Original languageEnglish
Article number546
JournalBMC Public Health
Volume19
DOIs
Publication statusPublished - 13 Jun 2019

Fingerprint

Linear Programming
Malaysia
Diet
Costs and Cost Analysis
Food
Nutrition Policy
Neoplasms
Micronutrients
Feeding Behavior
Nutritional Requirements
Anthropometry
Vitamin K
beta Carotene
Folic Acid
Research
Health Care Costs
Epidemiologic Studies

Keywords

  • Balanced diet
  • Cancer prevention
  • Linear programming

ASJC Scopus subject areas

  • Public Health, Environmental and Occupational Health

Cite this

Diet optimization using linear programming to develop low cost cancer prevention food plan for selected adults in Kuala Lumpur, Malaysia. / Alaini, Reham; Rajikan, Roslee; Elias, Siti Masitah.

In: BMC Public Health, Vol. 19, 546, 13.06.2019.

Research output: Contribution to journalArticle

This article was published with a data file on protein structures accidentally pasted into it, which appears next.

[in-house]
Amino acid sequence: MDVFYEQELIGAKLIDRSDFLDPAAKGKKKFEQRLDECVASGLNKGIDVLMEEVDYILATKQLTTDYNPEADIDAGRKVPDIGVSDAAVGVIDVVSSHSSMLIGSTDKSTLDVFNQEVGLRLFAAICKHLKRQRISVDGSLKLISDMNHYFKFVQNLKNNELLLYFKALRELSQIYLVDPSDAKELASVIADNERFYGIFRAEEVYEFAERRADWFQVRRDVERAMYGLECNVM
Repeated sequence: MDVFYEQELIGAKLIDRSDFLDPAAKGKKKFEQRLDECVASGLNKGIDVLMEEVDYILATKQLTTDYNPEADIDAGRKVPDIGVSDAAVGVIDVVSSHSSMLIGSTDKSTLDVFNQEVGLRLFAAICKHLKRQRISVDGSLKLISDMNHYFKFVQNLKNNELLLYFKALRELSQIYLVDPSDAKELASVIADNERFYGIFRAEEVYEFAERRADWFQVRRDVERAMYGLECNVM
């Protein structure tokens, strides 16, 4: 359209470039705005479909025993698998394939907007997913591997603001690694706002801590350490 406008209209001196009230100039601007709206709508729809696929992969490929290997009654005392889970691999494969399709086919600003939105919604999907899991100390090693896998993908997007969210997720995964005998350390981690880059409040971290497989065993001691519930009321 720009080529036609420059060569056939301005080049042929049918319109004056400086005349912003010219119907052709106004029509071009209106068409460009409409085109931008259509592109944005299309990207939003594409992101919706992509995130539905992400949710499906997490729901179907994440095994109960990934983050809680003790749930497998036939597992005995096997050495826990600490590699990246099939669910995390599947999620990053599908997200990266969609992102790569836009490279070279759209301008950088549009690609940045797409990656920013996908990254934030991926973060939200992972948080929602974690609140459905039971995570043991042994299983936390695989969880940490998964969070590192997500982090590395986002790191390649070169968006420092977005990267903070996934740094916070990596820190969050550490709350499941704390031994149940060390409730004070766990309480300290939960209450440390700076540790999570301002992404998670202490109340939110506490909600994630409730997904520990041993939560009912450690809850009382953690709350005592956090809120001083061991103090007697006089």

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abstract = "Background: Poor dietary habits have been identified as one of the cancer risks factors in various epidemiological studies. Consumption of healthy and balance diet is crucial to reduce cancer risk. Cancer prevention food plan should consist of all the right amounts of macronutrients and micronutrients. Although dietary habits could be changed, affordability of healthy foods has been a major concern, as the price of healthy foods are more expensive the unhealthy counterparts. Methods: Therefore, using linear programming, this study is aimed to develop a healthy and balanced menu with minimal cost in accordance to individual needs that could in return help to prevent cancer. A cross sectional study involving 100 adults from a local university in Kuala Lumpur was conducted in 3 phases. The first phase is the data collection for the subjects, which includes their socio demographic, anthropometry and diet recall. The second phase was the creation of a balanced diet model at a minimum cost. The third and final phase was the finalization of the cancer prevention menu. Optimal and balanced menus were produced based on respective guidelines of WCRF/AICR (World Cancer Research Fund/ American Institute for Cancer Research) 2007, MDG (Malaysian Dietary Guidelines) 2010 and RNI (Recommended Nutrient Intake) 2017, with minimum cost. Results: Based on the diet recall, most of subjects did not achieve the recommended micronutrient intake for fiber, calcium, potassium, iron, B12, folate, vitamin A, vitamin E, vitamin K, and beta-carotene. While, the intake of sugar (51 ± 19.8 g), (13{\%} ± 2{\%}) and sodium (2585 ± 544 g) was more than recommended. From the optimization model, three menus, which met the dietary guidelines for cancer prevention by WCRF/AICR 2007, MDG 2010 and RNI 2017, with minimum cost of RM7.8, RM9.2 and RM9.7 per day were created. Conclusion: Linear programming can be used to translate nutritional requirements based on selected Dietary Guidelines to achieve a healthy, well-balanced menu for cancer prevention at minimal cost. Furthermore, the models could help to shape consumer food choice decision to prevent cancer especially for those in low income group where high cost for health food has been the main deterrent for healthy eating.",